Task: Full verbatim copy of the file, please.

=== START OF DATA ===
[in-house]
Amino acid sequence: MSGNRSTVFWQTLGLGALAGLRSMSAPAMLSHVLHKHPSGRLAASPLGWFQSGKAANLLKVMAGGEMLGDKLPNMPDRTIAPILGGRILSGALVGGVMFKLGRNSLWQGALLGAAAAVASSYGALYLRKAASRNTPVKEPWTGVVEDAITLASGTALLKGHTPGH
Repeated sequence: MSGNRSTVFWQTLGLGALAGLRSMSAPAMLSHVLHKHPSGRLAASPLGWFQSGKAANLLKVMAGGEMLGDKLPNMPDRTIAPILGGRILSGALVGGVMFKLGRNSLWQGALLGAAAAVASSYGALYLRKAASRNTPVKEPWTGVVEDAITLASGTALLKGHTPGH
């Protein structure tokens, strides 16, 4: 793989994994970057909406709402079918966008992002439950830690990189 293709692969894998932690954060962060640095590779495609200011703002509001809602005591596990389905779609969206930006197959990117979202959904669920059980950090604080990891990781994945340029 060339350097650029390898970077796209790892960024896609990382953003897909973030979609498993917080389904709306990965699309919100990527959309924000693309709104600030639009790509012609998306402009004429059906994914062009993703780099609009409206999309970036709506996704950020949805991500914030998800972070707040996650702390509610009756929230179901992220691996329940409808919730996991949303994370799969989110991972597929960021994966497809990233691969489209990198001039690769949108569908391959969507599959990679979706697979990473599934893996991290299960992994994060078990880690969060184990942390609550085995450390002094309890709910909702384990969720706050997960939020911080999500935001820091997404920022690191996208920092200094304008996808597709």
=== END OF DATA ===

[in-house]
Amino acid sequence: MSGNRSTVFWQTLGLGALAGLRSMSAPAMLSHVLHKHPSGRLAASPLGWFQSGKAANLLKVMAGGEMLGDKLPNMPDRTIAPILGGRILSGALVGGVMFKLGRNSLWQGALLGAAAAVASSYGALYLRKAASRNTPVKEPWTGVVEDAITLASGTALLKGHTPGH
Repeated sequence: MSGNRSTVFWQTLGLGALAGLRSMSAPAMLSHVLHKHPSGRLAASPLGWFQSGKAANLLKVMAGGEMLGDKLPNMPDRTIAPILGGRILSGALVGGVMFKLGRNSLWQGALLGAAAAVASSYGALYLRKAASRNTPVKEPWTGVVEDAITLASGTALLKGHTPGH
């Protein structure tokens, strides 16, 4: 793989994994970057909406709402079918966008992002439950830690990189 293709692969894998932690954060962060640095590779495609200011703002509001809602005591596990389905779609969206930006197959990117979202959904669920059980950090604080990891990781994945340029 060339350097650029390898970077796209790892960024896609990382953003897909973030979609498993917080389904709306990965699309919100990527959309924000693309709104600030639009790509012609998306402009004429059906994914062009993703780099609009409206999309970036709506996704950020949805991500914030998800972070707040996650702390509610009756929230179901992220691996329940409808919730996991949303994370799969989110991972597929960021994966497809990233691969489209990198001039690769949108569908391959969507599959990679979706697979990473599934893996991290299960992994994060078990880690969060184990942390609550085995450390002094309890709910909702384990969720706050997960939020911080999500935001820091997404920022690191996208920092200094304008996808597709």